"We're expected to do our jobs as if we don't have children, and then raise our children as if we don't have jobs."
What to get for the working mom who needs everything this Mother’s Day? Professional opportunities are always welcome. Quality child care, too, would certainly be appreciated. And how about the ideal work-life balance? Depending on where you live, this doesn’t have to be a wish list. A new survey from personal finance site WalletHub.com ranks the best states for working moms.
Here are the top ten states that are “optimom” for working mothers:
District of Columbia
WalletHub evaluated 50 states as well as the District of Columbia based on nine metrics based on their significance to various home front and workplace aspects of a working mother’s life, including access t pediatric services, public school quality, gender pay gap, ratio of female to make executives, parental leave policy and average commute time.
Progress for the “Lean In” set, “is taking shape at different rates across the country,” the report finds. “Not only do parental leave policies and other legal support systems vary by state, but the quality of infrastructure – from cost-effective day care to public schools – are far from uniform as well.”
For example, fifth-ranked New York can boast the best child care system, but also the most expensive, while Alabama, ranked at 35, and Mississippi, ranked 50th, have the best female-to-male executive ratio in the country and the lowest child care costs in relation to the median women’s income, respectively.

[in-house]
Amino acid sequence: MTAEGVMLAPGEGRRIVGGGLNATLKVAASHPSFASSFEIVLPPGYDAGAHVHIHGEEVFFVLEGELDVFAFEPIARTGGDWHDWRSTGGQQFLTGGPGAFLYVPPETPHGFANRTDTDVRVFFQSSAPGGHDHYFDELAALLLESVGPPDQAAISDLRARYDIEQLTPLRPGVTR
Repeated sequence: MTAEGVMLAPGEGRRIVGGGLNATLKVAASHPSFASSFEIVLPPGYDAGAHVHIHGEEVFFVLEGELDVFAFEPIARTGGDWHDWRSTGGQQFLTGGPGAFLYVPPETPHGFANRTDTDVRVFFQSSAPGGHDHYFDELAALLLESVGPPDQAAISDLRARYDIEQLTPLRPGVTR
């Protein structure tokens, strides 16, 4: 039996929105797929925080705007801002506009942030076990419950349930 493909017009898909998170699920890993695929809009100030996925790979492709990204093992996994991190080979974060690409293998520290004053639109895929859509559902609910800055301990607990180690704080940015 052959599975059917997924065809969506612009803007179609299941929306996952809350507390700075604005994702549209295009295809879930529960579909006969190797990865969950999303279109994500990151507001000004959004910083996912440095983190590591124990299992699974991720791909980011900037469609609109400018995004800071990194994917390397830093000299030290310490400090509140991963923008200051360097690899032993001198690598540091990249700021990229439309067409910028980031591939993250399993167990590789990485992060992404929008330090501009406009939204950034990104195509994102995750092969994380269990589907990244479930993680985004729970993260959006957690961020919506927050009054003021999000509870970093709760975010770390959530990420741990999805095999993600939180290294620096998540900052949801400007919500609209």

"It’s clear that something must be done to increase workplace gender equality and ease the burden on working parents, but there is significant debate about what that ‘something’ should be,” the WalletHub report states.
Experts interviewed by WalletHub for the report are split on whether they think it is easier or harder for working moms to balance a career and family. “Both actually,” said Sara Sutton Fell, FlexJobs.com. “ There are so many more demands on families these days and moms are generally the ones to do it all… The silver lining is that work flexibility is no longer as fringe of an idea as it used to be.”
Katrina Alcorn, WorkingMomsBreak.com, countered, “I think it’s becoming harder. Americans are expected to work longer hours than our parents did, and wages have stagnated. Most families need two incomes. And yet, society and the workplace have not caught up to this change in our lives. We’re expected to do our jobs as if we don’t have children, and then raise our children as if we don’t have jobs.”
Related story: High net worth women more concerned than men about national economic issues.
Donald Liebenson writes news and features for Millionaire Corner. He has been published in the Chicago Tribune, The Chicago Sun-Times, The Los Angeles Times, Fiscal Times, Entertainment Weekly, Huffington Post, and other outlets. He has also served as a marketing writer for Chicago-based Questar Entertainment and distributor Baker & Taylor.
A graduate of the University of Southern California, he is married with a college-age son. He also writes extensively about entertainment.